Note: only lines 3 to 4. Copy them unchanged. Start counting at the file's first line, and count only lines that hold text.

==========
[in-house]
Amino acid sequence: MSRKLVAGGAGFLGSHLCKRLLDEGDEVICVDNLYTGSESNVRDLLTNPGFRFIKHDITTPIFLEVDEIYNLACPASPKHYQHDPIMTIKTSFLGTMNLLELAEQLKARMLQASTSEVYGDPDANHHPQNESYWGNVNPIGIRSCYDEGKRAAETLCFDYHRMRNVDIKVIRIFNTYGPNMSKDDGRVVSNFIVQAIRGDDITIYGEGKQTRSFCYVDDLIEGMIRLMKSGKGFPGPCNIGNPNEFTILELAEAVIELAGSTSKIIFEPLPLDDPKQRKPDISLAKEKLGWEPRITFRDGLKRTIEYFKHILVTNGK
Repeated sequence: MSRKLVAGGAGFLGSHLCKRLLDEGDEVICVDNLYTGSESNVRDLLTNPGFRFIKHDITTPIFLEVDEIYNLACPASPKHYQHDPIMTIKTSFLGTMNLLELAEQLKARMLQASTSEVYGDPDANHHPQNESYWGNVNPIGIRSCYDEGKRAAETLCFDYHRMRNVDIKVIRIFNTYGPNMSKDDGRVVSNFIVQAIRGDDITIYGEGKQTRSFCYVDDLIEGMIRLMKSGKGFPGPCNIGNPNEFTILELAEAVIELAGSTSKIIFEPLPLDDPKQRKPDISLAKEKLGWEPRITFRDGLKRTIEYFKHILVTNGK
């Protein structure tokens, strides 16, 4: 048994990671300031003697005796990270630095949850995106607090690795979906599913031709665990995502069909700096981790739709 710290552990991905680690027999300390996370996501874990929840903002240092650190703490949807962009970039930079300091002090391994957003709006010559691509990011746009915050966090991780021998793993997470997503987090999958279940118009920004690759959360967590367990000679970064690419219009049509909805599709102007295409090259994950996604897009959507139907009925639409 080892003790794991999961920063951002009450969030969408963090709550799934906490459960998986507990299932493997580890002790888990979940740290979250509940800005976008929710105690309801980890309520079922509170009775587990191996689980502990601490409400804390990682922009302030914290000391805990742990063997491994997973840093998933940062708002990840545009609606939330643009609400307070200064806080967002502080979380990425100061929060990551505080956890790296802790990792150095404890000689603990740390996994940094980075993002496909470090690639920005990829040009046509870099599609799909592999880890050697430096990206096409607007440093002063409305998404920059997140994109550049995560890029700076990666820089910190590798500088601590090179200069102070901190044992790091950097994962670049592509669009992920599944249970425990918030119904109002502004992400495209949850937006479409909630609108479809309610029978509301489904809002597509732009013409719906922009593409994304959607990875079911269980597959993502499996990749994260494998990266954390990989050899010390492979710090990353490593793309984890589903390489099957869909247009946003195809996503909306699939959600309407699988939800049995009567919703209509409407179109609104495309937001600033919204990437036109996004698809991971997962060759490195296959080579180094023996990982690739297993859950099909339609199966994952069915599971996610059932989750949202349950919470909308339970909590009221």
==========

Repeated sequence: MSRKLVAGGAGFLGSHLCKRLLDEGDEVICVDNLYTGSESNVRDLLTNPGFRFIKHDITTPIFLEVDEIYNLACPASPKHYQHDPIMTIKTSFLGTMNLLELAEQLKARMLQASTSEVYGDPDANHHPQNESYWGNVNPIGIRSCYDEGKRAAETLCFDYHRMRNVDIKVIRIFNTYGPNMSKDDGRVVSNFIVQAIRGDDITIYGEGKQTRSFCYVDDLIEGMIRLMKSGKGFPGPCNIGNPNEFTILELAEAVIELAGSTSKIIFEPLPLDDPKQRKPDISLAKEKLGWEPRITFRDGLKRTIEYFKHILVTNGK
């Protein structure tokens, strides 16, 4: 048994990671300031003697005796990270630095949850995106607090690795979906599913031709665990995502069909700096981790739709 710290552990991905680690027999300390996370996501874990929840903002240092650190703490949807962009970039930079300091002090391994957003709006010559691509990011746009915050966090991780021998793993997470997503987090999958279940118009920004690759959360967590367990000679970064690419219009049509909805599709102007295409090259994950996604897009959507139907009925639409 080892003790794991999961920063951002009450969030969408963090709550799934906490459960998986507990299932493997580890002790888990979940740290979250509940800005976008929710105690309801980890309520079922509170009775587990191996689980502990601490409400804390990682922009302030914290000391805990742990063997491994997973840093998933940062708002990840545009609606939330643009609400307070200064806080967002502080979380990425100061929060990551505080956890790296802790990792150095404890000689603990740390996994940094980075993002496909470090690639920005990829040009046509870099599609799909592999880890050697430096990206096409607007440093002063409305998404920059997140994109550049995560890029700076990666820089910190590798500088601590090179200069102070901190044992790091950097994962670049592509669009992920599944249970425990918030119904109002502004992400495209949850937006479409909630609108479809309610029978509301489904809002597509732009013409719906922009593409994304959607990875079911269980597959993502499996990749994260494998990266954390990989050899010390492979710090990353490593793309984890589903390489099957869909247009946003195809996503909306699939959600309407699988939800049995009567919703209509409407179109609104495309937001600033919204990437036109996004698809991971997962060759490195296959080579180094023996990982690739297993859950099909339609199966994952069915599971996610059932989750949202349950919470909308339970909590009221």